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RESEARCH GRANTS
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Research Grants Program
2015 Projects
Fungi in the ant-plant
Northern bettong
Bird vocalisations
2014 Projects
Amphibian epidermal turnover
Arboreal mammal community in Wet Tropics
Silver-headed antechinus
Fauna passages
Endangered freshwater crayfish
2013 Projects
Habitat Fragmentation
Coral Reef Fish
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Isis Tamarind
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2012 Projects
Conservation genetics of the water mouse.
Light pollution and Sea Turtle hatchlings.
Black-throated Finch.
Marine Debris and Sea Birds
Tracking Marine Mammals
2011 Projects
Management of Threatened Birds
Where will the fish live? Sea level rise.
Assessing Rarity in Arid Zone Flora
Risk Assessment in Marine Areas
Nepenthes Pitcher Plants
2010 Projects
Lost behind buffel grass
Reptiles in dry landscapes
Australian freshwater turtles
Fire and Fragmentation
Wallum Sedge Frogs
Research Grants Program - 2010

Frog ecology in coastal wetlands of eastern Australia: assessing the risk of climate change to the vulnerable wallum sedge frog (Litoria olongburensis)

Katrin Lowe, The Griffith School of Environment, Griffith University


Katrin Lowe at one of her sedgeland study sites: important breeding habitat for the wallum sedge frog.
Photo © Katrin Lowe

Coastal freshwater wetlands of eastern Australia are critical for the survival of a threatened group of Australian frogs known as 'acid' or 'wallum' frogs. The 'acid' refers to the fact that these frogs and their tadpoles can tolerate the acidic waters of eastern Australia’s coastal wallum swamps and wet heathlands, making them a unique ecological class of frogs. The four acid frog species are the wallum froglet Crinia tinnula, wallum rocket frog Litoria freycineti, Cooloola sedge frog Litoria cooloolensis, and wallum sedge frog Litoria olongburensis, which are all listed as rare or vulnerable in Queensland and New South Wales. Acid frogs play an important role in terrestrial and aquatic food webs in these coastal ecosystems. For example, tadpoles are important herbivores and help clean waterways by feeding on algae as well as being important prey. Adult frogs are important regulators of prey assemblages, feeding on insects, such as mosquitoes, and providing food for predators such as birds and reptiles.

All of the acid frog communities are threatened by habitat loss and fragmentation, as well as alterations to wetland hydrology through ground water extraction and canal modification. This can significantly alter wetlands, affecting the reproductive success of many species. Additionally, introduced fish, such as the mosquitofish (Gambusia holbrooki), feed on many native Australian frog eggs and larvae and pose a significant threat to tadpole survival. The effects of climate change on breeding habitats may also be a significant threat to these species in the future by drying up wetlands or increasing flooding to areas, bringing fish into the wetlands.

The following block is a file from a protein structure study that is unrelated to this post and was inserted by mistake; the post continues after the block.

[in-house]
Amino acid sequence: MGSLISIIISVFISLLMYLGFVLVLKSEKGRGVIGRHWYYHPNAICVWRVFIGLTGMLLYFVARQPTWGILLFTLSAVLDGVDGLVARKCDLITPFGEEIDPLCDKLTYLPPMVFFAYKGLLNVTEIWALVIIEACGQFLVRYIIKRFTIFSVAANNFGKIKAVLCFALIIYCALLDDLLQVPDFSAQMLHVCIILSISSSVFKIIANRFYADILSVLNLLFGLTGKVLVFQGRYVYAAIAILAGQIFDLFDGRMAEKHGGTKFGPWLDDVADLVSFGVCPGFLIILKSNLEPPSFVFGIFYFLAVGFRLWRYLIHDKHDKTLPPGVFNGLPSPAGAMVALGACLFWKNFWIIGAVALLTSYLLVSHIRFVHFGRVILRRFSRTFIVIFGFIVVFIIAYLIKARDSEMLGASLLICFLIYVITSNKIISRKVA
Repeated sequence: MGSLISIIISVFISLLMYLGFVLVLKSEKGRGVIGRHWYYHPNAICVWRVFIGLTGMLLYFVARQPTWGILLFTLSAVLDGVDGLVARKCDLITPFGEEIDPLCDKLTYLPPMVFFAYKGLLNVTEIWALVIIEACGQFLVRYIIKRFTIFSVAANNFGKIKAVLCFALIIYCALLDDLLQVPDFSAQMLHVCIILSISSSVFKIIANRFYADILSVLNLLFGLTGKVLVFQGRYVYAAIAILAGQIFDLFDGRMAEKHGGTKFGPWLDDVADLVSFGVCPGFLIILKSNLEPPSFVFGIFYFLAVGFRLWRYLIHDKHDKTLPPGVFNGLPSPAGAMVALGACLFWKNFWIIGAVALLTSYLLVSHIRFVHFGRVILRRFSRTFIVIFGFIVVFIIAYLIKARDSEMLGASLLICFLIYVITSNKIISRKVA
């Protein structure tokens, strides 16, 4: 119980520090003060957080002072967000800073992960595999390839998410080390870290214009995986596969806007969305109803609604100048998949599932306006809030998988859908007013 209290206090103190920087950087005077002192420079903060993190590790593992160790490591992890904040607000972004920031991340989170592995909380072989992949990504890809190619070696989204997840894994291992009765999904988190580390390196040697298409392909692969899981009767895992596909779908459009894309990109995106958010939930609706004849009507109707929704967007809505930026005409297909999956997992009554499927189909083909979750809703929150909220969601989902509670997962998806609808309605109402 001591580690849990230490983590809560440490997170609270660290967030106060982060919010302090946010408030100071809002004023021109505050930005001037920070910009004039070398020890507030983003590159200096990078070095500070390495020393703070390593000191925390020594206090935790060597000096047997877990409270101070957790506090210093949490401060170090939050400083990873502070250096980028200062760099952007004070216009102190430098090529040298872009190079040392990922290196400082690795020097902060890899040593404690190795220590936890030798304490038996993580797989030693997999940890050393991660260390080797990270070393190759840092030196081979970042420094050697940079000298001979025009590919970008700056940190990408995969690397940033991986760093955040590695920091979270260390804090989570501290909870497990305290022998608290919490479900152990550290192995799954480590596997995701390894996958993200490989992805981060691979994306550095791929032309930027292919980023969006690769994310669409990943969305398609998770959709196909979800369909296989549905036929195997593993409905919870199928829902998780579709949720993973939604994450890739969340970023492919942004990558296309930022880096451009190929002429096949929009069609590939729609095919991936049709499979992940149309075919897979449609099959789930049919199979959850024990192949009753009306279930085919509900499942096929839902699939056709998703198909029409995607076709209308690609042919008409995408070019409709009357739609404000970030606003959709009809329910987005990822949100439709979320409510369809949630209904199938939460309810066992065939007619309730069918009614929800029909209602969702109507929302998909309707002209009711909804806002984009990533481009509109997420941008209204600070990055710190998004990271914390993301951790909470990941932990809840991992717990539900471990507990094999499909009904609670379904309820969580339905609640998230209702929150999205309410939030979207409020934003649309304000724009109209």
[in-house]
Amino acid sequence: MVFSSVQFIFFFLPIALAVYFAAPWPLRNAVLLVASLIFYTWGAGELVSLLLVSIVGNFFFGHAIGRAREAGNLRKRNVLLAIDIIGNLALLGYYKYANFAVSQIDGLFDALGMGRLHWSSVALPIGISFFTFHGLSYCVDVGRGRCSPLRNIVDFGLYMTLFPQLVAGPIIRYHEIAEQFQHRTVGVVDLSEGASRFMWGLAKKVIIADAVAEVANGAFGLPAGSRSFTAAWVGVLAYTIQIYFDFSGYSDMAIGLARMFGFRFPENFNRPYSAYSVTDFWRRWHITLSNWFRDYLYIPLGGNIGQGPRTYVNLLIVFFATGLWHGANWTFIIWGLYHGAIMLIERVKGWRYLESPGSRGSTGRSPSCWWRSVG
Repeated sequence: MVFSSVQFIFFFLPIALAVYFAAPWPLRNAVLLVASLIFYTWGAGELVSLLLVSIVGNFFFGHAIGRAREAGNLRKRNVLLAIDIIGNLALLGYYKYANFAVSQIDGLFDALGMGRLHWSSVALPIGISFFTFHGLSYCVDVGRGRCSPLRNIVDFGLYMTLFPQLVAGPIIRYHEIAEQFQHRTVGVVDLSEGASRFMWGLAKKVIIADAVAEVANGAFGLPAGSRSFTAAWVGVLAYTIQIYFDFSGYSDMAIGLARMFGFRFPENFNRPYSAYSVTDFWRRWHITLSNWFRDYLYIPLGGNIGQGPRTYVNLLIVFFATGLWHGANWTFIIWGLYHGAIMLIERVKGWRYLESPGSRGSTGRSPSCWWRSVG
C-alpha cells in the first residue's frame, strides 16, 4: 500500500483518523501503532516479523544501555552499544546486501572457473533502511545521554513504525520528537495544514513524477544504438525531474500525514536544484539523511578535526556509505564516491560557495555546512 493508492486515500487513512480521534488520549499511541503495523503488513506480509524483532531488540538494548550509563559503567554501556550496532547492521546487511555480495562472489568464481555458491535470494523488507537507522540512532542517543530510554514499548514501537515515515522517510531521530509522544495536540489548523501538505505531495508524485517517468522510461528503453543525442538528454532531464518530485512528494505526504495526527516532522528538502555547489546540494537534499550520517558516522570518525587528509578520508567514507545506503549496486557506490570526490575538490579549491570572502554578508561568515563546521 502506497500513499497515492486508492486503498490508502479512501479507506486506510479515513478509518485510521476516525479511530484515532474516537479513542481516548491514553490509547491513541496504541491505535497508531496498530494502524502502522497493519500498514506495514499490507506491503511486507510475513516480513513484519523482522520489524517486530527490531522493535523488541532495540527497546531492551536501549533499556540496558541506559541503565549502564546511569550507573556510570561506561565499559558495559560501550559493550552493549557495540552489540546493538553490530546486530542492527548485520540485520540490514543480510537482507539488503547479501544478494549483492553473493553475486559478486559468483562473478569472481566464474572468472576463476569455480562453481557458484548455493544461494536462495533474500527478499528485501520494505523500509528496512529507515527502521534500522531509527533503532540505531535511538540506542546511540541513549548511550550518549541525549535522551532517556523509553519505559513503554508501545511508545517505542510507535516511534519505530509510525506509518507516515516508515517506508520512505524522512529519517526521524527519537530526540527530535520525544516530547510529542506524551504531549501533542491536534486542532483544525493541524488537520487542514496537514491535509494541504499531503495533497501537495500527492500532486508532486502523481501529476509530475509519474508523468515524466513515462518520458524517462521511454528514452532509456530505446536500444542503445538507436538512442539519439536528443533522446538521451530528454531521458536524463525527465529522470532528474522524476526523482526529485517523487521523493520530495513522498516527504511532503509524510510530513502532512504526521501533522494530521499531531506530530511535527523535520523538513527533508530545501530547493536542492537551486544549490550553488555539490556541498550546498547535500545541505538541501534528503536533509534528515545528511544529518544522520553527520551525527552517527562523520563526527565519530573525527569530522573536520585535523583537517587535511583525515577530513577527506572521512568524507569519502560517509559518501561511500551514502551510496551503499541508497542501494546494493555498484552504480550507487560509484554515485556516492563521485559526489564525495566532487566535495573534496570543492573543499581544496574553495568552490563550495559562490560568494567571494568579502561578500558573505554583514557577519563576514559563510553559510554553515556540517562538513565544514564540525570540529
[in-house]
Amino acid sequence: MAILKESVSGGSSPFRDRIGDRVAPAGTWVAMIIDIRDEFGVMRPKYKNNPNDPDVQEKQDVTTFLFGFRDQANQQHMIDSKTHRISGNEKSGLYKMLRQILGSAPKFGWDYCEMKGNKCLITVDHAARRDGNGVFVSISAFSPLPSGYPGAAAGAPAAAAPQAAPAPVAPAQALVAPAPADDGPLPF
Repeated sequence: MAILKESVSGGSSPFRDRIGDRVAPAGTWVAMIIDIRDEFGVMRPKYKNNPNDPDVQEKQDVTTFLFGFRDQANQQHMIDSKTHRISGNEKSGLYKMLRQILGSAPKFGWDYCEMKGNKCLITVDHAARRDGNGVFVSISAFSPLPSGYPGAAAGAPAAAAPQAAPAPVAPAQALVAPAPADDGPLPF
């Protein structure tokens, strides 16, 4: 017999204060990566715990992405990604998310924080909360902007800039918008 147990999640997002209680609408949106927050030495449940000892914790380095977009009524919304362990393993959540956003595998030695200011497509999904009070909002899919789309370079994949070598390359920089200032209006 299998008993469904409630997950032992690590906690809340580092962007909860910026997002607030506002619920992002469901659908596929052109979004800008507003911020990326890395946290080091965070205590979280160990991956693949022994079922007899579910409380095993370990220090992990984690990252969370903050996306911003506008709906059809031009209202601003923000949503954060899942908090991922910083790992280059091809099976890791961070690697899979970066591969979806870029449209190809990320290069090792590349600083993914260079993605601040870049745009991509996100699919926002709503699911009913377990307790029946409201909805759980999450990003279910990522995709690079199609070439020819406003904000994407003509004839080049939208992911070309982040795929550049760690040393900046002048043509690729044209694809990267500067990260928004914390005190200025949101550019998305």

wallum sedge frog Litoria olongburensis
Photo © Katrin Lowe

My PhD research focuses on the wallum sedge frog (L. olongburensis), which is currently restricted to coastal fore-dune swamps, sedgelands and lagoon systems in wallum habitats from Fraser Island (Qld) to Woolgoolga (NSW), and is listed as vulnerable under the Commonwealth Environment Protection and Biodiversity Conservation Act 1999. Wallum sedge frogs are highly sensitive to disturbance with only very low frog densities in disturbed areas. Furthermore, the ecology and habitat requirements of the wallum sedge frog are poorly understood, creating much uncertainty for the management of this species.

My project will assess the complex relationships between climate, hydrology, water chemistry, and the wallum sedge frog abundance and breeding success. I am currently monitoring the changes in monthly abundance of wallum sedge frogs and tadpoles across their entire range. I am also measuring wetland characteristics, such as pond permanence and water chemistry, and the abundance of other vertebrates and invertebrates, including predators. My wetland field sites are located in four national parks within the entire range of the species and I am currently more than half way through my two years of field work. The large spread of my field sites is critical for understanding broad scale patterns applicable to the whole species, including northern and southern populations.


juvenile wallum sedge frog Litoria olongburensis
Photo © Katrin Lowe

I will use the data from these surveys and climate data to understand how the frogs are responding to environmental conditions, and how their reproductive success is influenced by the timing of rainfall and temperature. What may interest decision makers the most, however, is how the frogs will respond to climate change and wetland alterations in the long term. Thus, I will be utilising my two years of survey data to model and predict the impacts of climate change, specifically how the longevity of wetlands will be affected and how this will in turn affect frog abundance and reproductive success.

To make decisions about conservation actions, we need to be able to understand the interactions between climate, wetland hydrology and frog ecology so that impacts can be anticipated, and appropriate management strategies implemented. My research will reveal key environmental parameters required for the successful maintenance of suitable breeding habitats, particularly coastal wetlands essential for successful reproduction of wallum frog species. Furthermore, information from my field research will be used for predictive modelling of the influence of climate change on coastal wetlands of eastern Australia and provide critical baseline information for managing coastal wetlands in response to global climate change.